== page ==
As students (and teachers) begin looking ahead to summer, why not celebrate the Fourth of July a little early in your classroom?
The Declaration of Independence: Rewriting the Rough Draft, an online activity from the Library of Congress, challenges students to explore evidence of the creative process behind one of our nation’s founding documents using close reading and analysis skills. Through this ready-to-use, hands-on activity, students can observe details of Thomas Jefferson’s “original Rough draught” of the Declaration of Independence–his handwriting, notations, cross-outs, and scribbles. They may be surprised to discover that even our nation’s Founding Fathers wrote drafts.
Students may also be interested to learn that Jefferson gave his original rough draft of the Declaration of Independence to others, including Benjamin Franklin and future president John Adams, for editing. [Note: For more details about the story behind the edits, read Jefferson’s Rough Draft of the Declaration of Independence: A Primary Source Starter, previously posted to this blog by my colleague, Stephen Wesson.]
Rewriting the Rough Draft prompts students to examine edits in a section of Jefferson’s draft. For each edit, they must choose between Jefferson’s original text and the edited text. Through this process, students create a new draft and, after finding all of the edits, can compare their draft of the Declaration side-by-side with the first printed version.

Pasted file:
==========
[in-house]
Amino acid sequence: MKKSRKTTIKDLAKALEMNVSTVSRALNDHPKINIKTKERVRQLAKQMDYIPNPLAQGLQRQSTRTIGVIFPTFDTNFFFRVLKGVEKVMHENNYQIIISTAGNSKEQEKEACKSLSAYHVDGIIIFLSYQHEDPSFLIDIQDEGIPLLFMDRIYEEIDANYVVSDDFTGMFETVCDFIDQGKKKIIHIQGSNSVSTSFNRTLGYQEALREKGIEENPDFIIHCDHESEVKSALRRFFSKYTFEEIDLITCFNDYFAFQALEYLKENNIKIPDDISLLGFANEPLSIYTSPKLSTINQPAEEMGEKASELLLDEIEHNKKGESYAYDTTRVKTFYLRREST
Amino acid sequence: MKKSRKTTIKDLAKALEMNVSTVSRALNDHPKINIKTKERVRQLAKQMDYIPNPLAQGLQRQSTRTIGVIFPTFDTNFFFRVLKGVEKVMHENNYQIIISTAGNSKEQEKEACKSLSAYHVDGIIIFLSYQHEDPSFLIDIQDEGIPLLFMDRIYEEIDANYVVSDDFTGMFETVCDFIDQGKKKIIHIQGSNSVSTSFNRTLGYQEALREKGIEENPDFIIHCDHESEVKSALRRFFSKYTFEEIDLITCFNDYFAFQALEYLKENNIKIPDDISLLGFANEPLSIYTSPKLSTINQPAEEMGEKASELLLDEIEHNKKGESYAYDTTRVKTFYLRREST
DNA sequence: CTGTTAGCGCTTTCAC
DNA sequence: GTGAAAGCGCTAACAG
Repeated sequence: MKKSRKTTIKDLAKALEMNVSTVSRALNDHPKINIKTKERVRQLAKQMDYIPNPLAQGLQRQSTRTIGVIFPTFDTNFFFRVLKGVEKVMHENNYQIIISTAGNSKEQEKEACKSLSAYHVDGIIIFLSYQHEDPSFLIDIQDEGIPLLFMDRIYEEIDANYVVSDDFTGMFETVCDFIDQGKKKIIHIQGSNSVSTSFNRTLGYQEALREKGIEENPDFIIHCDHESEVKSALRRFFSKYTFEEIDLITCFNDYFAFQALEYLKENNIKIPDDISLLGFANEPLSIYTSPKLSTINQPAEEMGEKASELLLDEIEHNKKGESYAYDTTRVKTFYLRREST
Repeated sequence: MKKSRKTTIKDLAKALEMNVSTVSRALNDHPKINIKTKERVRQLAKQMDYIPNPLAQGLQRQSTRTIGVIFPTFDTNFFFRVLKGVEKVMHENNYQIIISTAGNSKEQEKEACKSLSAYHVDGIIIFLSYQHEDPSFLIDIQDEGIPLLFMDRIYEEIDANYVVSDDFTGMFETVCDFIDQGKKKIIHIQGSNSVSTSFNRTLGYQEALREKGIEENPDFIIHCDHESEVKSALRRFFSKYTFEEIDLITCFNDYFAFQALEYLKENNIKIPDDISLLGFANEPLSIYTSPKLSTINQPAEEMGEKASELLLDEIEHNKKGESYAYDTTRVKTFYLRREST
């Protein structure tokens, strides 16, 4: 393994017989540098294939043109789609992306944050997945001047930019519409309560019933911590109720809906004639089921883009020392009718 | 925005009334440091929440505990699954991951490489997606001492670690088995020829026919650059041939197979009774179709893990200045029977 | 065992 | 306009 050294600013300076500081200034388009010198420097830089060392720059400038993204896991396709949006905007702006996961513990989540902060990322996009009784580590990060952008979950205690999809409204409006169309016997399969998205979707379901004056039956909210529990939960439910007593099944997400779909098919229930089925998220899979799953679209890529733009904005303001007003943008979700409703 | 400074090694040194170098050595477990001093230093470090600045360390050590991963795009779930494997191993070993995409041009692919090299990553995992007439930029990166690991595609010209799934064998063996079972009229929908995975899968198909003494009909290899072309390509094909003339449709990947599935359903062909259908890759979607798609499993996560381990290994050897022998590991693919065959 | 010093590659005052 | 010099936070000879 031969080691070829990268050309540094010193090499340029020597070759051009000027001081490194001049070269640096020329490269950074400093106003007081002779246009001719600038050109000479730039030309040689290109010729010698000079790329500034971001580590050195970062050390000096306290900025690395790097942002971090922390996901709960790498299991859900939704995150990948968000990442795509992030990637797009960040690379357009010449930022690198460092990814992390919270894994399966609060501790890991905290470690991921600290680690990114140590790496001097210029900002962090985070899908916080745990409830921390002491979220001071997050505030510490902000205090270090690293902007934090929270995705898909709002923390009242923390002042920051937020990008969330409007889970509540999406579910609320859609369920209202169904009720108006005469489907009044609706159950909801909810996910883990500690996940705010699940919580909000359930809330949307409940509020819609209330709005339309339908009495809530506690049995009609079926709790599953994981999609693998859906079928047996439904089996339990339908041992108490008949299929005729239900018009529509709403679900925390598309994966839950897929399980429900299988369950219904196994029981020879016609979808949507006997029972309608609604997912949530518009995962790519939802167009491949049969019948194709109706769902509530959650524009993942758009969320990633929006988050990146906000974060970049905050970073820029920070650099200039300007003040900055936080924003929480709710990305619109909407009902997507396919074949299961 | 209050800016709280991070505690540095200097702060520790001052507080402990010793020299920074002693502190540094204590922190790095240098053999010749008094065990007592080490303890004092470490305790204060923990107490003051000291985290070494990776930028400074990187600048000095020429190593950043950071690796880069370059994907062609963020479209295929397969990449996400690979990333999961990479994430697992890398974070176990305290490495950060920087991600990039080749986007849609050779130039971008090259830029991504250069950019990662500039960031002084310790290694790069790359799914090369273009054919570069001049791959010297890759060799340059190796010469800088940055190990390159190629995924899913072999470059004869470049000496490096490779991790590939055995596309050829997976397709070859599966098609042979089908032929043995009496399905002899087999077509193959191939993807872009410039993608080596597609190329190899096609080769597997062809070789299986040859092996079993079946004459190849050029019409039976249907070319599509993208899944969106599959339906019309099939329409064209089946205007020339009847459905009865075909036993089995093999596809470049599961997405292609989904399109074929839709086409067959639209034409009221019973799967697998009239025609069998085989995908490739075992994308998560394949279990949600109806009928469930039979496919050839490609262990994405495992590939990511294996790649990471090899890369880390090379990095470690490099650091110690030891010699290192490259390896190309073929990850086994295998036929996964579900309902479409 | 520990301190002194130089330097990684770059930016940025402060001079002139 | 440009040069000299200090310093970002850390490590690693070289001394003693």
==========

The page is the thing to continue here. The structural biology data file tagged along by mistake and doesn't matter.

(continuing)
By helping students to critically examine evidence of the creative process that produced the Declaration of Independence, this online activity demonstrates the importance of language, tone and word choice. For example, even a seemingly insignificant change in wording, such as replacing “a people” with “one people,” dramatically altered the meaning and expression of our nation’s democratic principles, first declared to the world in this document.
Consider these teaching ideas for your classroom or tech lab:
- Invite pairs of students to try their hand at rewriting the Declaration through the online activity. Afterwards, review all of the edits together as a class, asking students to compare and defend each of their editing choices. Which version—Jefferson’s original text or the edited text—did they select and why?
- After completing the online activity, have students use the Primary Source Analysis Tool from the Library of Congress to analyze the first printed version of the Declaration of Independence. Refer to the online activity’s Resources for Teachers for a printable PDF of this first printed version, along with other resources available from the Library’s website.
- Have students investigate the Declaration of Independence’s influence on the tone and wording of later historical documents. For example, how did revolutionaries in France, or members of the anti-slavery and women’s rights movements in the United States, draw inspiration and adapt language from the Declaration when issuing their own proclamations?
Before starting, check to see if you need a Silverlight plug-in on your computers.
For additional information on Jefferson’s writing of this founding document, written at a reading level for younger students, visit America’s Library: The Declaration of Independence.
What new insights or appreciation do you think your students might gain about our nation’s democratic principles from exploring The Declaration of Independence: Rewriting the Rough Draft online activity?